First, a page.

Saturday, November 2, 2013
I could have let some of them stay in the ground. With the first few frosts their texture becomes crisp and more complex. But with the cramped romanescos fighting for space, and the slow-growing broccoli wishing for more sunshine, we decided to pull all 5 of them.
One rutabaga looked like a goose head that must of got stuck with its head in the dirt. Another looked like an old man missing his bottom jaw, with pudgy eyeballs and a long, caricature nose.
She, Joey, not Joyce, Jody, Jelly, or Shelly as she likes to sometimes make certain, has an allergic reaction to all nightshades, including potatoes, tomatoes, tobacco, and more; therefore, I wash the potatoes, peel them depending on my mood, and start the boiling process. With no words spoken she takes over from there. Onions and garlic, plant-based butters and nut, seed, or bean-based milks, depending on her mood, are added and properly mixed. And wah-lah!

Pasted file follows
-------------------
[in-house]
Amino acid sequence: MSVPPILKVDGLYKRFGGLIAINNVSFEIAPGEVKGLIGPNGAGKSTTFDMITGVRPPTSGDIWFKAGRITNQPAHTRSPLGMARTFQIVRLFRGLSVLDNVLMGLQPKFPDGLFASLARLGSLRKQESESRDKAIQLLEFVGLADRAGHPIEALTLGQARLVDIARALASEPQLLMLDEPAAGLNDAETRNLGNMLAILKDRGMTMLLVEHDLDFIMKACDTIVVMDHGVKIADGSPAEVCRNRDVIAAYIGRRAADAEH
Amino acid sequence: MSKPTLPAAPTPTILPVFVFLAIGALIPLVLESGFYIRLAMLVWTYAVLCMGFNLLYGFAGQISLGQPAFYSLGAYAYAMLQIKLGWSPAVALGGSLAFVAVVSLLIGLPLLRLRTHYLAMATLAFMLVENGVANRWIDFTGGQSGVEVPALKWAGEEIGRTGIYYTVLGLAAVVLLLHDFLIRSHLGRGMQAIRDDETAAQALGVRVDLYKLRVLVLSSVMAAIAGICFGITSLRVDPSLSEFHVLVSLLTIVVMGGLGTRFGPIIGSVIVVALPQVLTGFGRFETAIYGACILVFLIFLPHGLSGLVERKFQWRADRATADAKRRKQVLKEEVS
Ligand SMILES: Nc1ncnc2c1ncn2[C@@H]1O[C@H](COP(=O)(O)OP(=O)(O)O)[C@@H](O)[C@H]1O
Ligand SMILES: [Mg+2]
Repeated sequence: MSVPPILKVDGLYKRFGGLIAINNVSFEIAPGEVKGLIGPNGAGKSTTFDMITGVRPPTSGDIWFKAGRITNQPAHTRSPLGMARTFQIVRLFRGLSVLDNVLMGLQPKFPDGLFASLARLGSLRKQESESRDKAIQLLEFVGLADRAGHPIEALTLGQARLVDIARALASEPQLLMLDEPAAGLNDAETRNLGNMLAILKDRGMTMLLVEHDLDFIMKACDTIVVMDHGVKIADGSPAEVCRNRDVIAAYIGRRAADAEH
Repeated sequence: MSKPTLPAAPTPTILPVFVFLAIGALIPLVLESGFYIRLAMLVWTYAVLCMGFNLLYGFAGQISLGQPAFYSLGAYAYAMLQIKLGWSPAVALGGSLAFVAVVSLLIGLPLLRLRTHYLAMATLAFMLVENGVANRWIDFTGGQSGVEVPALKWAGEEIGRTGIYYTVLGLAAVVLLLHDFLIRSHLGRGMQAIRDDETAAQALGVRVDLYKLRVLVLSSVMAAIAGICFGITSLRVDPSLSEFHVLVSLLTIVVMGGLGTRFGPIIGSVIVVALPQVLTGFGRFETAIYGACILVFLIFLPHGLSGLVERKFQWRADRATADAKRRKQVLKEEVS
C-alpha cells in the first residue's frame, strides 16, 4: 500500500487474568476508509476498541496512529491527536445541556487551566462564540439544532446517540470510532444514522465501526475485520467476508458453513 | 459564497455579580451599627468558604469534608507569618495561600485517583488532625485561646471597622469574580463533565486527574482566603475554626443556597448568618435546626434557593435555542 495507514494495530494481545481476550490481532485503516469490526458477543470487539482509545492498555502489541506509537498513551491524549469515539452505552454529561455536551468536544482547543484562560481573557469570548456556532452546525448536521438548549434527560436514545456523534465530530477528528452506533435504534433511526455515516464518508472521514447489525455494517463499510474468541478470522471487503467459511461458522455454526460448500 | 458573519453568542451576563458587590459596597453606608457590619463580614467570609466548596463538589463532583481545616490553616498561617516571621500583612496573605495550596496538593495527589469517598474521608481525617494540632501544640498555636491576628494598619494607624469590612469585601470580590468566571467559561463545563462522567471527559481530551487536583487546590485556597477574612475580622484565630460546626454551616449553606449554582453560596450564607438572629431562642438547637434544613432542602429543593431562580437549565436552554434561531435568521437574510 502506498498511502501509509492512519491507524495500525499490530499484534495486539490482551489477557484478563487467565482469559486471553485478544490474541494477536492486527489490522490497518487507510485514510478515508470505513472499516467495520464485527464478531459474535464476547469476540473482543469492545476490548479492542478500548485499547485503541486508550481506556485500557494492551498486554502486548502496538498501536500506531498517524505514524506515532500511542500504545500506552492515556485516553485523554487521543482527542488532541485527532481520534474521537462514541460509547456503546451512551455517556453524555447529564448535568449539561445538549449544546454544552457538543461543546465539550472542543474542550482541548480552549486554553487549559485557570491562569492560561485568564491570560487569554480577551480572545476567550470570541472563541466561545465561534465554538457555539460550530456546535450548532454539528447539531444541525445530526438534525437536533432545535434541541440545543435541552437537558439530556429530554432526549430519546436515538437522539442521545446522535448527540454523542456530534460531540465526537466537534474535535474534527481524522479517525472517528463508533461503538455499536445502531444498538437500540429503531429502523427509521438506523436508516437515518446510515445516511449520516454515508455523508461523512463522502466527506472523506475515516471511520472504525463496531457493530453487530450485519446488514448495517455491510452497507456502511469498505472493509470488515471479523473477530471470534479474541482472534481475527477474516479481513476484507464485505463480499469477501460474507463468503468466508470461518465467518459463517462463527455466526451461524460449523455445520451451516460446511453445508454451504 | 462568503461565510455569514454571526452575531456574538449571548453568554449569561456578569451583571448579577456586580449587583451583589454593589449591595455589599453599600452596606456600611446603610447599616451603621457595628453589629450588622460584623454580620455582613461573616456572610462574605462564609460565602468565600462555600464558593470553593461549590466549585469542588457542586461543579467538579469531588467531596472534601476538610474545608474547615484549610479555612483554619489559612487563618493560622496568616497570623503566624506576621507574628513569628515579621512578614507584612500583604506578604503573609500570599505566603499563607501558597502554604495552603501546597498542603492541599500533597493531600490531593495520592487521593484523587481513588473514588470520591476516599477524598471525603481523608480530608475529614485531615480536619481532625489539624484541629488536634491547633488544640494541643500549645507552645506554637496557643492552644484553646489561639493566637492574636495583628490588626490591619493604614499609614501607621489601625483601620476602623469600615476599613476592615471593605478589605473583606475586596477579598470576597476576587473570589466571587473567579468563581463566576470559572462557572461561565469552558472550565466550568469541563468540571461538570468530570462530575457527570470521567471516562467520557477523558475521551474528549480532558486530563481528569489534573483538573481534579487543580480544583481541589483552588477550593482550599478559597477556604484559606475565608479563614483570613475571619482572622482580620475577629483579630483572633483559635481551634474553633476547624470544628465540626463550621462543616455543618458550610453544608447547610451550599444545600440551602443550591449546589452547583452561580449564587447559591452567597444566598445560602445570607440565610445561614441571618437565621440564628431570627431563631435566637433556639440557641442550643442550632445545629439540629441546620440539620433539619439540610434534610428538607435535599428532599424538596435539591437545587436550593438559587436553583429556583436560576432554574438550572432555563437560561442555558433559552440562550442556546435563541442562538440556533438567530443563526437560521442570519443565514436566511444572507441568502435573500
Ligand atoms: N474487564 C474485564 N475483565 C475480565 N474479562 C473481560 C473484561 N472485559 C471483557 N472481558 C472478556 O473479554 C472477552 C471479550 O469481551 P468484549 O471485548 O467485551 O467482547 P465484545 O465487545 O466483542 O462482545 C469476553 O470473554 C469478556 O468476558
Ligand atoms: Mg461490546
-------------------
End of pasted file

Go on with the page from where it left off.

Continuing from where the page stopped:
casseroles, mashed potatoes and rutabagas and gravy, tofu scrambled "eggs" with mashed potato and rutabaga breakfast burritos - increases significantly.
Oops. Proper storage would have involved placing them in the refrigerator. Our fridge is unpleasantly small.
Next year, rutabagas will make their way in our garden once again. With proper spacing we will allow them to sit in the ground until ready to eat.